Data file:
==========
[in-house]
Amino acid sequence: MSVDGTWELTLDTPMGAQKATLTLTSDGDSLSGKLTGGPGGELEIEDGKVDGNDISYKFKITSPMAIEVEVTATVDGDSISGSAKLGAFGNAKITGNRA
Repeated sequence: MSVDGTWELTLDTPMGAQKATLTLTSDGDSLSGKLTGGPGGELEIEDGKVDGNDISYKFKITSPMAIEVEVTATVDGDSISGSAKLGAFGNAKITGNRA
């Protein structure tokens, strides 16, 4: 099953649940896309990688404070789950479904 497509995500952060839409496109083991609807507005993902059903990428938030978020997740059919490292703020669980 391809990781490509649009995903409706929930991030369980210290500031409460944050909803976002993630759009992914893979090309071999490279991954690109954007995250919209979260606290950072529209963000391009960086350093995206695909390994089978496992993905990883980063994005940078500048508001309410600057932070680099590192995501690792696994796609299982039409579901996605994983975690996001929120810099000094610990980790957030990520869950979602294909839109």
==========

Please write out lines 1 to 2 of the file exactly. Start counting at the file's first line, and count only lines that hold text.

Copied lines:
[in-house]
Amino acid sequence: MSVDGTWELTLDTPMGAQKATLTLTSDGDSLSGKLTGGPGGELEIEDGKVDGNDISYKFKITSPMAIEVEVTATVDGDSISGSAKLGAFGNAKITGNRA